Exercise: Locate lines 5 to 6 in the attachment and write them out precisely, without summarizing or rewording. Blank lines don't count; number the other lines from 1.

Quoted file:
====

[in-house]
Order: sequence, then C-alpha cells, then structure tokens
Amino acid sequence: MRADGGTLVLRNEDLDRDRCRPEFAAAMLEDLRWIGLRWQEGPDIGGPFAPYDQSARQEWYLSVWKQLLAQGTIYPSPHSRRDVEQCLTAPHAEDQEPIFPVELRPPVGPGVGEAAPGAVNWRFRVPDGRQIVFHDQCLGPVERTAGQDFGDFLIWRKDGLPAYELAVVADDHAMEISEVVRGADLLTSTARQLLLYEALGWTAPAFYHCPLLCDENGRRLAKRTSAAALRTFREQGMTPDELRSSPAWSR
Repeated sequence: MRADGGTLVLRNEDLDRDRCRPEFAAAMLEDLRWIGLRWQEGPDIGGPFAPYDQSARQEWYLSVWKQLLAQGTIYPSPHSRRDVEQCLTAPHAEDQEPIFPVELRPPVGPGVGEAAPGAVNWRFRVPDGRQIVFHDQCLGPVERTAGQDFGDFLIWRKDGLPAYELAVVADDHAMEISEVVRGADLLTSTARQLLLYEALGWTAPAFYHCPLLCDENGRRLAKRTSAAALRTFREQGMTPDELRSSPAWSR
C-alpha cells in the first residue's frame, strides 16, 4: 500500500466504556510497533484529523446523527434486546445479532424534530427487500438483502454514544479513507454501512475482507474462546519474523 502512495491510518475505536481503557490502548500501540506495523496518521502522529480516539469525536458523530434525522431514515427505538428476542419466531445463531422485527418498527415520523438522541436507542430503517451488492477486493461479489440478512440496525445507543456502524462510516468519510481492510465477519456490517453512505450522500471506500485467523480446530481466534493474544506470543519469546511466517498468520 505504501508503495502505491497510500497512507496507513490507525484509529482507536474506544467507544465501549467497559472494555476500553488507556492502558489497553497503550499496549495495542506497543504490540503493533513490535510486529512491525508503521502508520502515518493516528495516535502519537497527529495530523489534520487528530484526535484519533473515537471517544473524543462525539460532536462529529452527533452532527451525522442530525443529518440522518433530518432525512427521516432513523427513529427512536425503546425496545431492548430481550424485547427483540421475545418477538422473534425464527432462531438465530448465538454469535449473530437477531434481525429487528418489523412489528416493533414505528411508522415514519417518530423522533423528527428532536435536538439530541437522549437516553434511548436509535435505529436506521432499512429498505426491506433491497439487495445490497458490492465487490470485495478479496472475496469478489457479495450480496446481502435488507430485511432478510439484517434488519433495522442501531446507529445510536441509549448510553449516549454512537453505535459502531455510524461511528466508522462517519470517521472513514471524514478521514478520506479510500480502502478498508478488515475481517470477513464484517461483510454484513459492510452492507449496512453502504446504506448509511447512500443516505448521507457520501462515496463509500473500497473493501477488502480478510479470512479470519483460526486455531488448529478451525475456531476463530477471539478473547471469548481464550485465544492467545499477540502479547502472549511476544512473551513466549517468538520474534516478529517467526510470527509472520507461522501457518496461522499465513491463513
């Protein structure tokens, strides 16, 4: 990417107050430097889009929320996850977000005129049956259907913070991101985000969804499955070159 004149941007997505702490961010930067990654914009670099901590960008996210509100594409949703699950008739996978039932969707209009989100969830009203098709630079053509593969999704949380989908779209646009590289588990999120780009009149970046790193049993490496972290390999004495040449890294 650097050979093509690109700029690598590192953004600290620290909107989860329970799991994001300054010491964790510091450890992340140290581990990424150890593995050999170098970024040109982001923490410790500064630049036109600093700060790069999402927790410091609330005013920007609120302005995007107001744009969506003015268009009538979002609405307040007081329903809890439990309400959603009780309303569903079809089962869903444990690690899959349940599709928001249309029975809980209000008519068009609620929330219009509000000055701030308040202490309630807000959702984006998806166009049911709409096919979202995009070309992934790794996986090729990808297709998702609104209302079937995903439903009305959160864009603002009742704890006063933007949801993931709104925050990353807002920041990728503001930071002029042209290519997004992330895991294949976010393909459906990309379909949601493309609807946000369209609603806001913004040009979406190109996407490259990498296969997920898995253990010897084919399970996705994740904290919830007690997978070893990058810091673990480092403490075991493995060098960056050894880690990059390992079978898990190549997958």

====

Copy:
C-alpha cells in the first residue's frame, strides 16, 4: 500500500466504556510497533484529523446523527434486546445479532424534530427487500438483502454514544479513507454501512475482507474462546519474523 502512495491510518475505536481503557490502548500501540506495523496518521502522529480516539469525536458523530434525522431514515427505538428476542419466531445463531422485527418498527415520523438522541436507542430503517451488492477486493461479489440478512440496525445507543456502524462510516468519510481492510465477519456490517453512505450522500471506500485467523480446530481466534493474544506470543519469546511466517498468520 505504501508503495502505491497510500497512507496507513490507525484509529482507536474506544467507544465501549467497559472494555476500553488507556492502558489497553497503550499496549495495542506497543504490540503493533513490535510486529512491525508503521502508520502515518493516528495516535502519537497527529495530523489534520487528530484526535484519533473515537471517544473524543462525539460532536462529529452527533452532527451525522442530525443529518440522518433530518432525512427521516432513523427513529427512536425503546425496545431492548430481550424485547427483540421475545418477538422473534425464527432462531438465530448465538454469535449473530437477531434481525429487528418489523412489528416493533414505528411508522415514519417518530423522533423528527428532536435536538439530541437522549437516553434511548436509535435505529436506521432499512429498505426491506433491497439487495445490497458490492465487490470485495478479496472475496469478489457479495450480496446481502435488507430485511432478510439484517434488519433495522442501531446507529445510536441509549448510553449516549454512537453505535459502531455510524461511528466508522462517519470517521472513514471524514478521514478520506479510500480502502478498508478488515475481517470477513464484517461483510454484513459492510452492507449496512453502504446504506448509511447512500443516505448521507457520501462515496463509500473500497473493501477488502480478510479470512479470519483460526486455531488448529478451525475456531476463530477471539478473547471469548481464550485465544492467545499477540502479547502472549511476544512473551513466549517468538520474534516478529517467526510470527509472520507461522501457518496461522499465513491463513
């Protein structure tokens, strides 16, 4: 990417107050430097889009929320996850977000005129049956259907913070991101985000969804499955070159 004149941007997505702490961010930067990654914009670099901590960008996210509100594409949703699950008739996978039932969707209009989100969830009203098709630079053509593969999704949380989908779209646009590289588990999120780009009149970046790193049993490496972290390999004495040449890294 650097050979093509690109700029690598590192953004600290620290909107989860329970799991994001300054010491964790510091450890992340140290581990990424150890593995050999170098970024040109982001923490410790500064630049036109600093700060790069999402927790410091609330005013920007609120302005995007107001744009969506003015268009009538979002609405307040007081329903809890439990309400959603009780309303569903079809089962869903444990690690899959349940599709928001249309029975809980209000008519068009609620929330219009509000000055701030308040202490309630807000959702984006998806166009049911709409096919979202995009070309992934790794996986090729990808297709998702609104209302079937995903439903009305959160864009603002009742704890006063933007949801993931709104925050990353807002920041990728503001930071002029042209290519997004992330895991294949976010393909459906990309379909949601493309609807946000369209609603806001913004040009979406190109996407490259990498296969997920898995253990010897084919399970996705994740904290919830007690997978070893990058810091673990480092403490075991493995060098960056050894880690990059390992079978898990190549997958």